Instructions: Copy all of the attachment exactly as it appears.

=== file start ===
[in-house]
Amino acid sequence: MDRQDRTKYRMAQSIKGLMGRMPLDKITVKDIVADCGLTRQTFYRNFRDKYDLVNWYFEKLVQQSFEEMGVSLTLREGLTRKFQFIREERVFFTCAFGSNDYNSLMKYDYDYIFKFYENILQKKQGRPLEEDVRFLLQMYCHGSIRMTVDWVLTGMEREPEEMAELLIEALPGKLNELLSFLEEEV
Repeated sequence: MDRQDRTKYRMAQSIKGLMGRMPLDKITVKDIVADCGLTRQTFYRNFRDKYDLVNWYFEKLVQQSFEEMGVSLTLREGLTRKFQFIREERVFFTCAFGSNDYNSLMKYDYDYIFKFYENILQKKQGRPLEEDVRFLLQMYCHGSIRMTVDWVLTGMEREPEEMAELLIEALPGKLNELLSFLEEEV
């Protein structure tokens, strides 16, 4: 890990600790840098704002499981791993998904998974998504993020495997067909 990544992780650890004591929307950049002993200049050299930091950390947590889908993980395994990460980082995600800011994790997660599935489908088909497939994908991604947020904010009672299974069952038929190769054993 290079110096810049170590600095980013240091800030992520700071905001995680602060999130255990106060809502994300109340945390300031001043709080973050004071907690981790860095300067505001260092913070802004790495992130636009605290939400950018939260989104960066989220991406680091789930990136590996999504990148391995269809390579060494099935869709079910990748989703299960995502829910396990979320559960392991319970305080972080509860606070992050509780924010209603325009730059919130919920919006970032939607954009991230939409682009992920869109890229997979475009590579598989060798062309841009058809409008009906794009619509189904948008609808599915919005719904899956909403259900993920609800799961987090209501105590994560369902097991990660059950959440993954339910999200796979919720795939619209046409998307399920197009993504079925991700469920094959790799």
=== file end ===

[in-house]
Amino acid sequence: MDRQDRTKYRMAQSIKGLMGRMPLDKITVKDIVADCGLTRQTFYRNFRDKYDLVNWYFEKLVQQSFEEMGVSLTLREGLTRKFQFIREERVFFTCAFGSNDYNSLMKYDYDYIFKFYENILQKKQGRPLEEDVRFLLQMYCHGSIRMTVDWVLTGMEREPEEMAELLIEALPGKLNELLSFLEEEV
Repeated sequence: MDRQDRTKYRMAQSIKGLMGRMPLDKITVKDIVADCGLTRQTFYRNFRDKYDLVNWYFEKLVQQSFEEMGVSLTLREGLTRKFQFIREERVFFTCAFGSNDYNSLMKYDYDYIFKFYENILQKKQGRPLEEDVRFLLQMYCHGSIRMTVDWVLTGMEREPEEMAELLIEALPGKLNELLSFLEEEV
């Protein structure tokens, strides 16, 4: 890990600790840098704002499981791993998904998974998504993020495997067909 990544992780650890004591929307950049002993200049050299930091950390947590889908993980395994990460980082995600800011994790997660599935489908088909497939994908991604947020904010009672299974069952038929190769054993 290079110096810049170590600095980013240091800030992520700071905001995680602060999130255990106060809502994300109340945390300031001043709080973050004071907690981790860095300067505001260092913070802004790495992130636009605290939400950018939260989104960066989220991406680091789930990136590996999504990148391995269809390579060494099935869709079910990748989703299960995502829910396990979320559960392991319970305080972080509860606070992050509780924010209603325009730059919130919920919006970032939607954009991230939409682009992920869109890229997979475009590579598989060798062309841009058809409008009906794009619509189904948008609808599915919005719904899956909403259900993920609800799961987090209501105590994560369902097991990660059950959440993954339910999200796979919720795939619209046409998307399920197009993504079925991700469920094959790799």